boardroomWhat Question is Most Often Asked of the CISO, By The Board Of Directors?

And What Questions Should They Be Asking?

The big question being asked, according to Kim Nash, columnist for the WSJ, is; “Whether their company is vulnerable to breaches similar to those at Target Corp., Anthem Inc. and the U.S. Office of Personnel Management (OPM)?” There’s two things to consider here – First, who can answer this question? Second, is it the right question?

According to Kim, it’s not the right question – but let’s go to my first concern which is, “Who can answer this question?”

Will We Be Hit Like Target, Home Depot, or OPM?

Most executives can’t answer this question honestly. And their security team doesn’t really have a clue either. If they did, we wouldn’t be reading these stories every day.  And, if you look at the stories being published, it’s the big guys – yet we know statistically, 60% of the breaches are hitting the SMB market.  Most of these breaches never make the news.  So the board can ask, but they’re not likely to get the real answer.

If you didn’t see my comments on OPM, you might want to take a look (Read about Donna Seymour and OPM’s failure to protect our nation’s critical personnel data.) The board is missing the mark here because they misunderstand risk.  In my book, The House & The Cloud (2nd Edition), i’ve given a lot more attention to the impact vs. likelihood graph than I did in the 2007 version – it’s a model I use to communicate risk to business leaders.

If you know security, the concept is pretty simple. The missing link in most assessments is a measure of likelihood.  And that’s what the board is really asking – although they are asking it incorrectly.  What they really need to know is, where’s our data, and what are the top 3 to 5 threats we are facing right now. Given these threats, what are the odds we’ll be hit over the next 12 months?  (More detail on how to figure this out, starting on page 194 in The House & The Cloud.) As I said in my latest speaker promo video, risk needs to be presented in simple business language – in terms everyone who uses and depends on data can understand.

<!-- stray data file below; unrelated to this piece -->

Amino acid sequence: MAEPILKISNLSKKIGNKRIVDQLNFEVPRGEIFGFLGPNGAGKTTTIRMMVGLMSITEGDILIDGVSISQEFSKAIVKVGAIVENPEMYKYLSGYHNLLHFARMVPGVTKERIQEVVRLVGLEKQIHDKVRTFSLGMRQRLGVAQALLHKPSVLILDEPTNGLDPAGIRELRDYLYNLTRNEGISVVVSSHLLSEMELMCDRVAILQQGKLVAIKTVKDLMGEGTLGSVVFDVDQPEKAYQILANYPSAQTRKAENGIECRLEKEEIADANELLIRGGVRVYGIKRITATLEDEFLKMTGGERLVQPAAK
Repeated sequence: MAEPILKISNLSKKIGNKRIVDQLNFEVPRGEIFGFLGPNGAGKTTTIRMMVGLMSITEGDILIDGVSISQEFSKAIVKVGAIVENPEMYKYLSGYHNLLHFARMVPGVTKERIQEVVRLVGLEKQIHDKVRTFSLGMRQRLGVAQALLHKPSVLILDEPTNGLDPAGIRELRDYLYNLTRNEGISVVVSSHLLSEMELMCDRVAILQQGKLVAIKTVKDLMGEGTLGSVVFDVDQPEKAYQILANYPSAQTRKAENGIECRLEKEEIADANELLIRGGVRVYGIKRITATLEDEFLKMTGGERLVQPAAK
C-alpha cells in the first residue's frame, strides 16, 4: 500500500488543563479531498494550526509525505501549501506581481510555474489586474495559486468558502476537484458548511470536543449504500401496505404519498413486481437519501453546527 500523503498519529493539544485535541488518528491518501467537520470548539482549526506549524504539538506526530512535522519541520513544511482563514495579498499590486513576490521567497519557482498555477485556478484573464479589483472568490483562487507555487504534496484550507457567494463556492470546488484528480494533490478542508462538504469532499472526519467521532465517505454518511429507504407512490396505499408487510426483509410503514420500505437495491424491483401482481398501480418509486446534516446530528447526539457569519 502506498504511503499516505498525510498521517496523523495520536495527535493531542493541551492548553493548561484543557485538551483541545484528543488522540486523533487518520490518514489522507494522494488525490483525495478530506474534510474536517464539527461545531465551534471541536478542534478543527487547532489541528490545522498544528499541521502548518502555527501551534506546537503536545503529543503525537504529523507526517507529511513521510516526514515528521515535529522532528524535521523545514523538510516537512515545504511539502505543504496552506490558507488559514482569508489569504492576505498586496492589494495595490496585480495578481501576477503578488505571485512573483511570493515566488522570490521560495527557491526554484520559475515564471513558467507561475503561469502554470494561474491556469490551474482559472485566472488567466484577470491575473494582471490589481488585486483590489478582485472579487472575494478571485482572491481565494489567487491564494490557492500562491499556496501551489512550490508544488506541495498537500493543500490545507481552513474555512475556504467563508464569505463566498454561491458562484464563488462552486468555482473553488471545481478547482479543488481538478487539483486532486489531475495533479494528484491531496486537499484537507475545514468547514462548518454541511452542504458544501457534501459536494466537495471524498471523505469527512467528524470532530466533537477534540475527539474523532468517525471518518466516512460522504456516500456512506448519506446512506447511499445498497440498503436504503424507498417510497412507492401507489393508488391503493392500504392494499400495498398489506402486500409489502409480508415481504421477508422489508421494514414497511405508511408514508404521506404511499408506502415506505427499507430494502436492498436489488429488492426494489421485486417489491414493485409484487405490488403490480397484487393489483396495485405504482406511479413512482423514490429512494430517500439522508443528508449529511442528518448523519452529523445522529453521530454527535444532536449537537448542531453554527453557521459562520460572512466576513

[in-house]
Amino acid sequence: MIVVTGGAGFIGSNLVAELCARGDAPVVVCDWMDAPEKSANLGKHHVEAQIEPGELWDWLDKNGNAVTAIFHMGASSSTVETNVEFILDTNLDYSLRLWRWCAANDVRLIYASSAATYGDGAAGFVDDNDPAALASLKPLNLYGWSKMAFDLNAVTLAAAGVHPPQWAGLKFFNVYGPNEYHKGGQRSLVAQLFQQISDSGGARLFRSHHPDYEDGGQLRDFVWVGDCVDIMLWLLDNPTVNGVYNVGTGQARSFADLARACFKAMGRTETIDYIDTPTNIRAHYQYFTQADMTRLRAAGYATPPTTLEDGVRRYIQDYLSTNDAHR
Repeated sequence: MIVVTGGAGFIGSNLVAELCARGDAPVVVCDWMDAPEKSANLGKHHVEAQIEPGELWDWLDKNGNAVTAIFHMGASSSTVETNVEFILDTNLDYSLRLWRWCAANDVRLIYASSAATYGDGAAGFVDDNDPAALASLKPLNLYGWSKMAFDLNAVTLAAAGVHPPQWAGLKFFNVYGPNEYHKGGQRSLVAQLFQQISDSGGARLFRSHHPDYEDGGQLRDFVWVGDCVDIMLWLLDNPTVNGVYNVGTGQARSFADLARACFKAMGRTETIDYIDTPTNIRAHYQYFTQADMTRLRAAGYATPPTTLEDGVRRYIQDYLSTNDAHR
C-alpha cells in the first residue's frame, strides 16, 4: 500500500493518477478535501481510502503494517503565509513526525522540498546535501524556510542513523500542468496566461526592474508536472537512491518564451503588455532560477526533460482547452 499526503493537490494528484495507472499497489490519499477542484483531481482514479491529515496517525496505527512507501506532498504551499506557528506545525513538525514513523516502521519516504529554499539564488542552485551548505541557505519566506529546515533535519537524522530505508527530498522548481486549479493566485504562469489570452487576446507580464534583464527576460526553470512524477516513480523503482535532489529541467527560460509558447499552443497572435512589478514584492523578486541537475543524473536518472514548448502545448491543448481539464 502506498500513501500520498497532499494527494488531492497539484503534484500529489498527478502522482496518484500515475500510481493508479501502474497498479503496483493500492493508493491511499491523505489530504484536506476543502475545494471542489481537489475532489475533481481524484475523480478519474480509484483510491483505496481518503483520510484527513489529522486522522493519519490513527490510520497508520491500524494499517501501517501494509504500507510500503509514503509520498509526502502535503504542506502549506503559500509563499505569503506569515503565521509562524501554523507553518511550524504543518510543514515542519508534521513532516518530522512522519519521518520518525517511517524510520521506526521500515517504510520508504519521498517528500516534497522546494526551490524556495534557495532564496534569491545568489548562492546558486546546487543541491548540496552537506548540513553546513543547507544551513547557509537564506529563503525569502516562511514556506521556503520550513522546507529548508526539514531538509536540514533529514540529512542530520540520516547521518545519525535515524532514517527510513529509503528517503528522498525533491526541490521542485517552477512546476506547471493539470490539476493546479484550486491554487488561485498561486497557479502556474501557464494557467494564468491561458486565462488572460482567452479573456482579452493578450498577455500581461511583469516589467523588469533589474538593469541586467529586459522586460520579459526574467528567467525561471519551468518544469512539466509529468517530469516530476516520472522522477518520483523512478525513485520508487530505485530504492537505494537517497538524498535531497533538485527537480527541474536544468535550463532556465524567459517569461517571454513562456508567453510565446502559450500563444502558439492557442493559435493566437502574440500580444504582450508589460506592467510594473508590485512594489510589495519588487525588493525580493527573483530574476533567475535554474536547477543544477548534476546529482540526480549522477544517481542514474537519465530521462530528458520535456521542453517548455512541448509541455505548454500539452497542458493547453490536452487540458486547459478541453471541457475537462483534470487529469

One thing everyone must comes to grips with is, every company is vulnerable just like Target, JP Morgan, Home Depot, and most recently Ashley Madison.Check Point Training Ad

The question isn’t “Can they get in like they did at Target?” Rather, they should be asking, “Can we detect a breach in time to stop the damage?” Remember, like a house or bank physical robbery, hacking does take some time, and it does make noise – but you won’t hear it with your ears. You’ll need detection technology in place and the people with the skills and understanding to turn that data into intelligence.

So what’s the right question? Can we detect and respond before it’s too late?

Are You Getting To The Board?

Have you ever been invited to meet with or present to a board of directors? It’s a powerful moment in the sales cycle if you have something meaningful to say.  Yesterday I was working with a rep on some strategy, as part of the SVLC Security Mastery Sales Program. We were discussing strategies to get a CEO or Board level meeting.

Most are still working at the IT Director Level. Remember, the IT Director is low on the liability list for security. They might lose their job – but getting a new one, if they know security, won’t be hard. In fact, they may take a pay raise.  On the other hand, people like Donna Seymour of OPM are in trouble. (Again, read my post and consider Donna’s situation – is it her fault, or is there something bigger going on here?)